Japanese Internet company Rakuten, a 10,000-person e-commerce giant with a $20 billion market capitalization, announced last week it will buy Viber for $900 million, in a deal that would add 300 million users to Rakuten's user base. Viber is a call and messaging app company run from Cyprus by Israeli entrepreneur Talmon Marco.Viber, which obtains most of its revenue from selling stickers and emoticons to users, has never made money, logging a net loss of $29.5 million on revenue of $1.5 million for the year ended in December.
The deal gives Rakuten exposure to the fierce market of instant messaging and freemium voice-over-IP services, where Microsoft's Skype, Facebook's Messenger, and Tencent Holdings' WeChat are the main players. With most competitors offering free messaging and calls, monetization in this market is known to be extremely hard. Given this difficult context, why did Rakuten buy Viber?
Analyzing the deal
Although Rakuten started its business as an e-commerce shop, the company quickly built a rich portfolio of media services, as it bought a Canadian e-reader company in Kobo, UK website Play.com, American website Buy.com, a baseball team in Japan, and expanded into financial services. As a result, despite obtaining the core of its revenue from its e-commerce business in Japan, Rakuten managed to establish a global network of 200 million users, the first step in its globalization process.
Viber, which has users in 193 countries, will bring 300 million additional users to Rakuten's network. In exchange, Rakuten will be paying almost $3 per user, which may sound high if we consider that Viber generated $1.5 million in total revenue last year.
With 500 million users in 193 countries, Rakuten is now more than ready to take the next step in its plans to "become the world's No. 1 Internet services company", which involves generating meaningful cash flow from its overseas business.
The war for messaging
The Viber acquisition provides Rakuten with direct exposure to the fierce market of instant messaging and freemium voice-over-IP services. Messaging apps have become very important platforms in Asia at the consumer level, as evidenced by the recent success of Tencent's WeChat, which according to GlobalWebIndex is the fifth most-used smartphone app worldwide. In 2013, WeChat claimed it had 100 million registered users and more than 300 million registered Chinese users.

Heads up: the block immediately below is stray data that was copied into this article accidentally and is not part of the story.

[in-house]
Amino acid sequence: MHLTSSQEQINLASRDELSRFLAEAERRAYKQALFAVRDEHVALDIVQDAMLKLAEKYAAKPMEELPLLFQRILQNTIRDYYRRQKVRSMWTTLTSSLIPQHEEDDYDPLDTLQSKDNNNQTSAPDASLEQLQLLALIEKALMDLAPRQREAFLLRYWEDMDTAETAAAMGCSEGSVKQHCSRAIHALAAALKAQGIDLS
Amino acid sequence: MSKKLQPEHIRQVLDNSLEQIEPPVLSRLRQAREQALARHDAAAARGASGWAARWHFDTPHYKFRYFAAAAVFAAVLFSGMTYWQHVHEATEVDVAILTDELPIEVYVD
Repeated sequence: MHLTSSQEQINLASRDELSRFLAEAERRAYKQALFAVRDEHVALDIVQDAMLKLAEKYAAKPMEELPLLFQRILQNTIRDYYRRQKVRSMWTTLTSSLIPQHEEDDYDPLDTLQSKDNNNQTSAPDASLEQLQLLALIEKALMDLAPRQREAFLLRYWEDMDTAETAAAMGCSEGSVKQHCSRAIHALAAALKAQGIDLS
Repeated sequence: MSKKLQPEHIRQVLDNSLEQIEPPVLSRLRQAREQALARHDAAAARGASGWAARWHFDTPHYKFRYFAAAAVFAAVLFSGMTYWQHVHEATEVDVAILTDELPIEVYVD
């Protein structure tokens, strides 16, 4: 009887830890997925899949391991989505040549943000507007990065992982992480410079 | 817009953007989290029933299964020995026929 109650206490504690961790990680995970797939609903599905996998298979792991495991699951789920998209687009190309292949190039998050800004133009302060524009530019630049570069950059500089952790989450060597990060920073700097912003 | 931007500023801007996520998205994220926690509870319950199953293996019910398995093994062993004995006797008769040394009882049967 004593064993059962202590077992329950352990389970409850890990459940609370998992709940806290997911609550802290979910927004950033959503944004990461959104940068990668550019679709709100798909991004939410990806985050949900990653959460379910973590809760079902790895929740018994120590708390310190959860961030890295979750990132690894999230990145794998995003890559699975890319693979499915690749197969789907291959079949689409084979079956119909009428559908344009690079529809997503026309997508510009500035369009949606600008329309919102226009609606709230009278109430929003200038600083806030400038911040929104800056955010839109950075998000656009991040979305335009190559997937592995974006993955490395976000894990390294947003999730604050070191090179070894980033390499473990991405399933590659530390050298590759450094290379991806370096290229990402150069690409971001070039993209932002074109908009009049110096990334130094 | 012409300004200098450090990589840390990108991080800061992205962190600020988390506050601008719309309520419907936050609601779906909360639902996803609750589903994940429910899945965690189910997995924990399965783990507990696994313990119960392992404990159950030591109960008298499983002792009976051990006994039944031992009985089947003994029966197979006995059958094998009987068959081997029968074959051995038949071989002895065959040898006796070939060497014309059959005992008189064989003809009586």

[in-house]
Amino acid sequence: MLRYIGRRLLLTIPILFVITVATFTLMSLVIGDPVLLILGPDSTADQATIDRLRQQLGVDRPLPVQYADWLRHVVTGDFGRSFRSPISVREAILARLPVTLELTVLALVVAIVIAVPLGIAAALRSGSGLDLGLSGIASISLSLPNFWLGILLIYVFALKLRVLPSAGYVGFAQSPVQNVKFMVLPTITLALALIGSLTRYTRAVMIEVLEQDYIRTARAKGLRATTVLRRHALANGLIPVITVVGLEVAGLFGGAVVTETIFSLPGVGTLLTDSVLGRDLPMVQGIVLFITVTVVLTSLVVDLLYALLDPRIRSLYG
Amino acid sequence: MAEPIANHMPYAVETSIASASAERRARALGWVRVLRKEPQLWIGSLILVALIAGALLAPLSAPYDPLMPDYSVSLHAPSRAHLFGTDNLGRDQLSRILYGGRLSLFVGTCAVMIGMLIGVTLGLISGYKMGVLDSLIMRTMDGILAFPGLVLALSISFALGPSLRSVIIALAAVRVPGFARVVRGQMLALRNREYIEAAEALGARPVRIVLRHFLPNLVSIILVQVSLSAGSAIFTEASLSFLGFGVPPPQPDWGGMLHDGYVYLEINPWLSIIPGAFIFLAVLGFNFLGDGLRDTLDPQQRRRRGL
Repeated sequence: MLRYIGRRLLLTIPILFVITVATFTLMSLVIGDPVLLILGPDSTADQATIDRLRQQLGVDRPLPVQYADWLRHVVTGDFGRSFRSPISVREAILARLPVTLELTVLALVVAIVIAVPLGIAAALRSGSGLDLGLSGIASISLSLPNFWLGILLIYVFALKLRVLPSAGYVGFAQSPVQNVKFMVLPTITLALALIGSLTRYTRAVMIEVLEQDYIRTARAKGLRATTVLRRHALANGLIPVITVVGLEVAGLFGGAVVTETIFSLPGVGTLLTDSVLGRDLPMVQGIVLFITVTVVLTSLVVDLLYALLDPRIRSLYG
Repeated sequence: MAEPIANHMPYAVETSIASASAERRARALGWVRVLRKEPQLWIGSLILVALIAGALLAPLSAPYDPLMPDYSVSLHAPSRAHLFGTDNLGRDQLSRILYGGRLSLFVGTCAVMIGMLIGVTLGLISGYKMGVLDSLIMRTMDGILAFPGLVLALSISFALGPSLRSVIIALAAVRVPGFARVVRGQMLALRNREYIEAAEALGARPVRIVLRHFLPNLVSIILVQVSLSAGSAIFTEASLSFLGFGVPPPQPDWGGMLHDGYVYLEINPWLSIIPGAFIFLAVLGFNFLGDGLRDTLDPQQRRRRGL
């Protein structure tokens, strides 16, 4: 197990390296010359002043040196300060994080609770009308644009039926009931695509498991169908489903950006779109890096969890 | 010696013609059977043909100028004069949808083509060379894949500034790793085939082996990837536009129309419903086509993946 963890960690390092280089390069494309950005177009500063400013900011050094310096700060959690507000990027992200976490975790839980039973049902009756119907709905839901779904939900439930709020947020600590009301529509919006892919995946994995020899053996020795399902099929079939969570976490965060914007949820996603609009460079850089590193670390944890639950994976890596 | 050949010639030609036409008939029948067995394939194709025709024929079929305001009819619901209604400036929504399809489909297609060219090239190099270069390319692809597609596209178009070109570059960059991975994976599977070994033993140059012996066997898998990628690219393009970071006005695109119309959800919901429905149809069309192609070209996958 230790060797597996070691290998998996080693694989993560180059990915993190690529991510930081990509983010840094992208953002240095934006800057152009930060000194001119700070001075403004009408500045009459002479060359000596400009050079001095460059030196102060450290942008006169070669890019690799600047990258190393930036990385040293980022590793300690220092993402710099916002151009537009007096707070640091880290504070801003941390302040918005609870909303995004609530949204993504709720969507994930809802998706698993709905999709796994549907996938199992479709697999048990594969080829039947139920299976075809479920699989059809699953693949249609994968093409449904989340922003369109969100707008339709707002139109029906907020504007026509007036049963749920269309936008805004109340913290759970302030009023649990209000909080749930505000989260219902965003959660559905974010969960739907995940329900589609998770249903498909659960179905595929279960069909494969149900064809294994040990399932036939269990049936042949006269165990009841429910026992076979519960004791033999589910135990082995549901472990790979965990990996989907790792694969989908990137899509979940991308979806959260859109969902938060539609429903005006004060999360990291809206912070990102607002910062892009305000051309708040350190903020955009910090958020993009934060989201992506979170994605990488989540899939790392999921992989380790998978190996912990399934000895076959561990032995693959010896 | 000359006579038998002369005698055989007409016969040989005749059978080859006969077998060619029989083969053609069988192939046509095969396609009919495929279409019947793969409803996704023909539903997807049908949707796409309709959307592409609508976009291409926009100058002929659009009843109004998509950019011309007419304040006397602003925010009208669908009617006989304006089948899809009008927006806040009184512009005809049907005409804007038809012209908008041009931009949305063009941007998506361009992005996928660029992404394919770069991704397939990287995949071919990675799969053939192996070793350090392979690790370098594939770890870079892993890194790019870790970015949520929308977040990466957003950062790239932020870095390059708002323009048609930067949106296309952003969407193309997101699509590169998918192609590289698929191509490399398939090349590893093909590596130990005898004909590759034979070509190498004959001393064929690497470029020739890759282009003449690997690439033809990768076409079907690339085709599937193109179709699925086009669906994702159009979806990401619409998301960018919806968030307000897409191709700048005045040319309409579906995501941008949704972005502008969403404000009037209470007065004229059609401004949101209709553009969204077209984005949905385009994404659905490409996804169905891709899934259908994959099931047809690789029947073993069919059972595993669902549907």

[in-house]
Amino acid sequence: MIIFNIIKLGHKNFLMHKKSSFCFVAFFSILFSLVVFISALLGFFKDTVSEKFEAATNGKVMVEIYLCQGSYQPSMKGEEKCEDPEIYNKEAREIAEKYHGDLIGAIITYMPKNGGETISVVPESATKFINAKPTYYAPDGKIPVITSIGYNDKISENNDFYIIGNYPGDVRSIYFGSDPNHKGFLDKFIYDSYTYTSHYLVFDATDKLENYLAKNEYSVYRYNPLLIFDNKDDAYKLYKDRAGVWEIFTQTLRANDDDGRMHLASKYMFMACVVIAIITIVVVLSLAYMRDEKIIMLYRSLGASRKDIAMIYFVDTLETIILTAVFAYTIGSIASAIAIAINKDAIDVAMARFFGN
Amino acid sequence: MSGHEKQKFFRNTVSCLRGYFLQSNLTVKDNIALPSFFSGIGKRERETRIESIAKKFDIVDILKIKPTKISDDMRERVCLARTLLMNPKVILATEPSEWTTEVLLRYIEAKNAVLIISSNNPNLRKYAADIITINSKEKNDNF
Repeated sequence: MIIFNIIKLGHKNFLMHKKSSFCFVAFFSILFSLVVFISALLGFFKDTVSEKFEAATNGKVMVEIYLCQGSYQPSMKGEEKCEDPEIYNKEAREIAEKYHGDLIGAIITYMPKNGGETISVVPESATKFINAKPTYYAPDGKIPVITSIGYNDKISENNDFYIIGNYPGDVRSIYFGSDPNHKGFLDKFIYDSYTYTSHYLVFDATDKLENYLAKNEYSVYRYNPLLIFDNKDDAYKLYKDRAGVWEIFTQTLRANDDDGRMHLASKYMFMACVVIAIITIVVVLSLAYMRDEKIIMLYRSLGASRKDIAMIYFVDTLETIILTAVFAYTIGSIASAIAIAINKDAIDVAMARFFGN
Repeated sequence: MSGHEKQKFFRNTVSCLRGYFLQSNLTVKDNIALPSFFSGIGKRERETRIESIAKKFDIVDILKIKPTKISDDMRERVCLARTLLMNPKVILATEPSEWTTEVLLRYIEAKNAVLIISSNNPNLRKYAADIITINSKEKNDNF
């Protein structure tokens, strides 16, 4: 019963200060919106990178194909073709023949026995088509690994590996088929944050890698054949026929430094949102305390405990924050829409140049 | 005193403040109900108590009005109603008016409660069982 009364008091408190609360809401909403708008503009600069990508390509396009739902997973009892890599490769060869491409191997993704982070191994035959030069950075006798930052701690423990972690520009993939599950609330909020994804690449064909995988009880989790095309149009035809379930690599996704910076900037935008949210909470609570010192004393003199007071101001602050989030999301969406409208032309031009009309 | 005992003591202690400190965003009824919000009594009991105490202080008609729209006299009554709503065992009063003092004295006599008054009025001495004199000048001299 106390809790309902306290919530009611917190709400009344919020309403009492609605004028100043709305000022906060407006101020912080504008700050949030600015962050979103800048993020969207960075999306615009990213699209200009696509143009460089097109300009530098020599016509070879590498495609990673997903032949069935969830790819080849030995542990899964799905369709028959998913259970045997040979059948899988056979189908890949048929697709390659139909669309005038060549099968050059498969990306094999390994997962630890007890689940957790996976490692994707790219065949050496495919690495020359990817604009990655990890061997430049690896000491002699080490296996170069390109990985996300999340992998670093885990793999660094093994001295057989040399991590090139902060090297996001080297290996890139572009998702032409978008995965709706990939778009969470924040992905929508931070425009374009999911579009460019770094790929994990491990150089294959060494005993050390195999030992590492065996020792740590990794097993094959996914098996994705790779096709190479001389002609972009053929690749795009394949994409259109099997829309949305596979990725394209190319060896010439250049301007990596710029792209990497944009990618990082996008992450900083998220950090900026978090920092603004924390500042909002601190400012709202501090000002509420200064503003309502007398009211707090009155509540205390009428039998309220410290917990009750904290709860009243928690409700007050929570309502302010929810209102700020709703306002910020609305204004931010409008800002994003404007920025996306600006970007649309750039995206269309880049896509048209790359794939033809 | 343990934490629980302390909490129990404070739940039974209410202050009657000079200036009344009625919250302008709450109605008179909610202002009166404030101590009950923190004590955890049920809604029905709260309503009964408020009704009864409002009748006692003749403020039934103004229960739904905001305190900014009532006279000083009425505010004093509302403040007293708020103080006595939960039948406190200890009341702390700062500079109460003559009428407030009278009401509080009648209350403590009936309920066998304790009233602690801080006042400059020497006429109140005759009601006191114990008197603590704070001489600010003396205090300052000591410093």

Even at the enterprise level, the relevance of instant messaging apps cannot be ignored. By 2010, as much as 37% of Skype calls were business-related. This motivated Microsoft to roll out corporate subscription packages suitable for conference rooms. Now Skype has a huge portfolio of enterprise communication services, which includes Skype Manager -- a web-based control panel that allows managers to allocate Skype credit to employees -- and Skype Connect, which allows users to receive calls on their office phones.
In Japan, it seems Rakuten's most important rival will be Line, a messaging app with more than 350 million users that grossed $318 million in revenue in 2013, due to its revenue-generating gaming platform and its in-app purchases.
Final Foolish takeaway
By acquiring fast-growing Viber for $900 million, Rakuten will be paying almost $3 per user. However, there is a huge potential for monetization. Rakuten could start selling its e-commerce, online finance, and digital content to Viber users, generating attractive cash flow. Finally, the acquisition of Viber is a crucial step in Rakuten's globalization efforts.
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The article Why Rakuten Bought Viber originally appeared on Fool.com.Adrian Campos has no position in any stocks mentioned. The Motley Fool owns shares of Microsoft. Try any of our Foolish newsletter services free for 30 days. We Fools may not all hold the same opinions, but we all believe that considering a diverse range of insights makes us better investors. The Motley Fool has a disclosure policy.
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